Technology has changed our lives in so many ways. It’s changed how we shop, communicate and find new opportunities. It has made millionaires out of college dropouts, and it’s made encyclopedias and phone books obsolete.
It’s also changed the way that companies and governments collect and share information, and there’s a saying about the world-wide web that rings very true in this instance: if you’re not paying for it, you’re probably the product.
Free services online are mega earning machines thanks to advertising, marketing, and data gathering. Everything you do online is known, to someone, and that does make creating and enforcing privacy legislation a lot trickier.
It’s all about to get more complicated too, as companies around the world get closer and closer to launching true artificial intelligence. You thought finding good international background check companies was difficult… try safeguarding privacy when machines know everything we do, say and think!
Big Data Is Driving AI Development
Companies, individuals and governments are just realizing the privacy challenges AI presents, but the truth is, the cat has been out of that particular bag for a very long time.
From self-driving cars to personal robots, all of the hardware and software currently being developed in the AI field already uses big data as the basis for algorithms and programming. In other words, all the information that companies have been collecting about consumers and users for decades are being used to create products that meet genuine needs, and to make them as useful and tailored as possible.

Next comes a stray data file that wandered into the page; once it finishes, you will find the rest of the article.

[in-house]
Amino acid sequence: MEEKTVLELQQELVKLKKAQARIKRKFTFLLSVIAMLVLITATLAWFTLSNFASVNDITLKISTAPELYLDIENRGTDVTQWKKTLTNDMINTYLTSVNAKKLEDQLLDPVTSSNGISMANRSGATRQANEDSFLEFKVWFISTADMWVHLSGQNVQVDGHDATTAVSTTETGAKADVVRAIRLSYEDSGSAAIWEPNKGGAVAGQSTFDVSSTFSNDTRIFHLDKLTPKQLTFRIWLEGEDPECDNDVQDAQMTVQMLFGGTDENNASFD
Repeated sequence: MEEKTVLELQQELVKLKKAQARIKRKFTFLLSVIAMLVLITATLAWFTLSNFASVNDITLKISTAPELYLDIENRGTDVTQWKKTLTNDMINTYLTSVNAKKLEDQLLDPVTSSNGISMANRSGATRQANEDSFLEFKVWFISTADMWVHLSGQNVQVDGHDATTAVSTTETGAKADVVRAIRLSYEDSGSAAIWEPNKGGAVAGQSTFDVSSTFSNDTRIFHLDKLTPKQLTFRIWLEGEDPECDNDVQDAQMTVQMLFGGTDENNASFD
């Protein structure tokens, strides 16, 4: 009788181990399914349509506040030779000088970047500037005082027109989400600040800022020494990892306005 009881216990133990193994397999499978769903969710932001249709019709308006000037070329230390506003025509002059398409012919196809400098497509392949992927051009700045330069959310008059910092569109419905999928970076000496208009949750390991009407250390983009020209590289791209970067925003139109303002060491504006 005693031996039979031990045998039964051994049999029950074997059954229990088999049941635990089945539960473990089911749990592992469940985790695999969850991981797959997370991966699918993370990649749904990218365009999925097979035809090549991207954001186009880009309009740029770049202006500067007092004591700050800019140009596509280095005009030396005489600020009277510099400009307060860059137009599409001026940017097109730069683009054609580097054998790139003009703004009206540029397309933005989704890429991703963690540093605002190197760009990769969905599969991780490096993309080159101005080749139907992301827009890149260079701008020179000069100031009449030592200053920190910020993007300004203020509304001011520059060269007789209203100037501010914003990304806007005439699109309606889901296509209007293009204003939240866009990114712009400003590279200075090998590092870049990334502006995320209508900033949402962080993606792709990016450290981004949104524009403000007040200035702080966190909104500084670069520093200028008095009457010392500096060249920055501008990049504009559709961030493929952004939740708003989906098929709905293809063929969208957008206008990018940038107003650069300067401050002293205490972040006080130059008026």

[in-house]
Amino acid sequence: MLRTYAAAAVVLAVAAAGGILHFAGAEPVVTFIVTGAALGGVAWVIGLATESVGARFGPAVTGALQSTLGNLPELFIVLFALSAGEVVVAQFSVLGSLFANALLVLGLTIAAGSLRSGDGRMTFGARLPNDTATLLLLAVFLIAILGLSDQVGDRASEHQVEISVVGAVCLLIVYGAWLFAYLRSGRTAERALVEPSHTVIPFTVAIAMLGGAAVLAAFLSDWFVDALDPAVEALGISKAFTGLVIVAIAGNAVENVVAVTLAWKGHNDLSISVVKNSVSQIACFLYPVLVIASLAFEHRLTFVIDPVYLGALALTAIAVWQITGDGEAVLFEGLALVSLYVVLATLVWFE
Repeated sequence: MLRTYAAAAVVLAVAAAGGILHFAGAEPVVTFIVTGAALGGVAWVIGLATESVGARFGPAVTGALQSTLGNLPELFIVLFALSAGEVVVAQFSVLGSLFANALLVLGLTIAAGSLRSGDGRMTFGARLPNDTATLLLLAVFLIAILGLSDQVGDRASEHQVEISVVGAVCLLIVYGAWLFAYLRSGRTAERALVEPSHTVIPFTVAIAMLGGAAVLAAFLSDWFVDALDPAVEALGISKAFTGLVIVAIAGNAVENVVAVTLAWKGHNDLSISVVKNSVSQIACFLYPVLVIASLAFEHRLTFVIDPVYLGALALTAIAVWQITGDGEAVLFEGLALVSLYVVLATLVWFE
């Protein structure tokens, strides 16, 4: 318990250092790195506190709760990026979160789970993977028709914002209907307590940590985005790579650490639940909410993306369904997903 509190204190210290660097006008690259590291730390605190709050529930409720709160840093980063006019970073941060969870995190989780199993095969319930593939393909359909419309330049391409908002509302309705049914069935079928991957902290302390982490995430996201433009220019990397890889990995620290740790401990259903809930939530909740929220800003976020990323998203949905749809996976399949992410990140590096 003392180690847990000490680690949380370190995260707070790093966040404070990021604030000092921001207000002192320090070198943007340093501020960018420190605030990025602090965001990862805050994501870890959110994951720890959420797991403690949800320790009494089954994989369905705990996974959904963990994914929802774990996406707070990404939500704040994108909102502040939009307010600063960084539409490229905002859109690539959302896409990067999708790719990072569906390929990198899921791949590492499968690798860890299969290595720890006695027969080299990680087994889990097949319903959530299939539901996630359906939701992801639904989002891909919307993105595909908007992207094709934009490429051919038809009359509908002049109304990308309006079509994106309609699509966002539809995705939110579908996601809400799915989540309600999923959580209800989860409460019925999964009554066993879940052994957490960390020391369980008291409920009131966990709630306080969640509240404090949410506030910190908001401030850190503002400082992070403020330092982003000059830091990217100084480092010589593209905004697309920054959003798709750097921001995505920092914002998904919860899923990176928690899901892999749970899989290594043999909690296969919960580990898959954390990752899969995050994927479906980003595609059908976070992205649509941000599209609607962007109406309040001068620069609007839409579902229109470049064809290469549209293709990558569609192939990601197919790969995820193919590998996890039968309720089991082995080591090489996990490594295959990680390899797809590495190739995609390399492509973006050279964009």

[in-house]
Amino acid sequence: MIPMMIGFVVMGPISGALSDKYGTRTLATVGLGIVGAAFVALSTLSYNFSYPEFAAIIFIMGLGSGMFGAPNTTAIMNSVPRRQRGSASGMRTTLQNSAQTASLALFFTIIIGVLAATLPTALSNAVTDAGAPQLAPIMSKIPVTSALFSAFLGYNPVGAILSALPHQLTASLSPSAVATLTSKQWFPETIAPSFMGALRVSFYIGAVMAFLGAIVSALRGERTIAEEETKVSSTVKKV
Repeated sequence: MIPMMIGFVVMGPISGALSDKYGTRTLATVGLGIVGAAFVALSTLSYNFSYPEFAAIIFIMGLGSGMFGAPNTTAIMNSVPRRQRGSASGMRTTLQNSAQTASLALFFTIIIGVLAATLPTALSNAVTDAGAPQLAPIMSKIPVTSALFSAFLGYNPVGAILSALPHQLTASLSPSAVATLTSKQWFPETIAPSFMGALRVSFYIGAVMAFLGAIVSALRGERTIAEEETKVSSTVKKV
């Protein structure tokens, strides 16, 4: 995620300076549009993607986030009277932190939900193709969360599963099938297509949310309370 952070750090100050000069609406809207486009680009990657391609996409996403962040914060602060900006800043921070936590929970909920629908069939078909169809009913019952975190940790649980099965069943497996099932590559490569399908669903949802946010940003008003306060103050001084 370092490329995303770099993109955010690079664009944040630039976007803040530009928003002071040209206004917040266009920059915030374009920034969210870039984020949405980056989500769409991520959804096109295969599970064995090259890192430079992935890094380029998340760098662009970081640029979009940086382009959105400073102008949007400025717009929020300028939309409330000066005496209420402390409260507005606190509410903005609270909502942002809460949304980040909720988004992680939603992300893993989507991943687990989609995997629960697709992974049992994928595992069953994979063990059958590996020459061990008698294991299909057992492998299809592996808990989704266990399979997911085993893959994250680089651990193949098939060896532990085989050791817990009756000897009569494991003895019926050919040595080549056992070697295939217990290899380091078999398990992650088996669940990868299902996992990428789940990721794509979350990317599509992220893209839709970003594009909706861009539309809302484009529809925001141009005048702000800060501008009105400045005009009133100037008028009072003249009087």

Even Facebook is moving away from human moderated news to an AI system that has used data gathered via their platform to “learn” which stories to post.
If you use the internet at all, a piece of you and your preferences is already part of all that.
The Trouble with Machines…
One of the biggest concerns when it comes to privacy issues related to machines is that unlike people, machines can be owned. That also means that the person or company that owns that machine owns the information that is stored in its databases.
If you, as a consumer, use that machine, and unwittingly and unknowingly provide personal information about yourself to it, does the company who owns that machine also own the data you provide?
It’s a very complex ethical question, and one that will need to be solved very soon. By all accounts, we’re only a few short years away from seeing AI devices, product and services in our daily lives. That’s as exciting as it is scary.
Privacy Is a Big Deal
The fact is, in every aspect of life and business, privacy is becoming more and more of a focal point. People want to be assured that their choices and their activities don’t infringe on their rights, and that includes applying for jobs.
If you’re hiring globally, make sure that you choose international background check companies that understand and adhere to global privacy laws, or you may find yourself in the same challenging situation as those AI companies where you’re under scrutiny for your privacy policies and practices.